#Personal Stories

Did Sexism Sneak Up On You As You Were Growing Up? Story Of An Indian Teenager

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Sexism and girls: I was a happy Indian girl, and this is not my story. I was a privileged Indian girl, and this…um hum… is not a sad story.

Being the youngest in the family I was always the one causing trouble except for that one time when my elder sister decided to put some cells in her mouth. But that’s a story for some other time. I went to one of the best schools in the country; I was
always allowed to do whatever I wanted to you know as a kid. I would play with Barbies and with cars, I would run around the house like a roller coaster, I would say anything and everything that came into my mouth, I would sit on my father’s shoulders believing to be on top of the world.

So when in sixth class, my sister taught me the word ‘feminism’ for a group project, it made no sense to me. I was living in a family without sexism. I would proudly boast in my class presentations that in my family all are treated as equals. My father was the one who gets up early in the morning and makes my mother her bed tea. My father is the one who used to get me ready for school. I was living in a family without sexism. I remember him telling my sister when she was 16,” You know how we fought against the entire family to provide you both with a ‘good’ education in premium schools!”

You see, they had the story of coming out of small towns to create a bright future for themselves and for us. Some would look at my parents in disbelief as to how weird it is for my silly parents to save for my education and not for my marriage…my dowry. I was living in a family without sexism until I was not.

I grew up. Sexism for me as a 13-year-old was all that big things you know…sexism for me was underpayment, overworked females, abuse, rape. The fact that my father would sometimes assume that the distracted and slow driver in front of him on the road must be a woman, that my teacher in school would stop me from picking up a heavy bundle of books and would ask a boy instead, that apparently many believed that my parent’s home is not my home that ladkiya toh parayi hoti hai.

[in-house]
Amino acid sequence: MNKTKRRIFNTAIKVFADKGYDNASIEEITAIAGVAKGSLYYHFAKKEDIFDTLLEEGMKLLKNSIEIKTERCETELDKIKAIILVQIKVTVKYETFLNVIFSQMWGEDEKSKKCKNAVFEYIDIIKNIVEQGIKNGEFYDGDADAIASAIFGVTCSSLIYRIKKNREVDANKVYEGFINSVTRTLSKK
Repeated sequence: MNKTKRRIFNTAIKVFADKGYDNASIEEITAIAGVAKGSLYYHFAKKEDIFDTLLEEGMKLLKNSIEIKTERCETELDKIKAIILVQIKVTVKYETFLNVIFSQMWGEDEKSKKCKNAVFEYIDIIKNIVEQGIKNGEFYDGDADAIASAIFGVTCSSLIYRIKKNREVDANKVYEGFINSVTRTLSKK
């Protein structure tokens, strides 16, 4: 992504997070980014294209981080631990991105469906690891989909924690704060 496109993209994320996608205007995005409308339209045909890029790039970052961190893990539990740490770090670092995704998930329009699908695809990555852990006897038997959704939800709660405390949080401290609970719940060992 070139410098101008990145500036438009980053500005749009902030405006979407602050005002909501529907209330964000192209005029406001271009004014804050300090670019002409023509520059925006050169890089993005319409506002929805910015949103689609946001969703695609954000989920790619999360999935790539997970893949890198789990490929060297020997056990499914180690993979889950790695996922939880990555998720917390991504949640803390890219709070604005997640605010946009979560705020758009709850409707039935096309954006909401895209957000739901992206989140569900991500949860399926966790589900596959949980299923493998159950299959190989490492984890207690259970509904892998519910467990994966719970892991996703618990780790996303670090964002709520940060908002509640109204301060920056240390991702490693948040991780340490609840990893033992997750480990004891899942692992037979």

Sexism for me as a 17-year-old was every little thing around me. I realised that in this world, there is always an extra glass ceiling that has to be broken by a woman to reach somewhere. I was a happy Indian girl, and this is not my story.
Every time my success would be applauded as they would say ‘ Tum toh humare raja bete ho’. Like any other kid that age, I would be so glad not understanding the thinking behind that compliment. I started noticing how my mother would always stop my father from washing the utensils—that how the stereotype is not limited to the minds of one gender.

Every time my success would be applauded as they would say ‘ Tum toh humare raja bete ho’. Like any other kid that age, I would be so glad not understanding the thinking behind that compliment.

It would be wrong of me to say that I don’t see change around me. I do. I have been provided with the ‘liberty’ to always question my parent’s sexism. But isn’t that the problem? Everything that I always thought was mine…every opportunity and every chance in my life that I thought made me were all actually just a privilege. I was privileged to get an ‘education’. According to every friend and relative of mine, I was privileged to have such open-minded parents. According to my parents, I was privileged to have liberty. So everything that I thought just typically exists because it is right was actually a privilege. A rarity. A favour.

I was a happy Indian girl because I was raised as a boy.

The views expressed are the author’s own.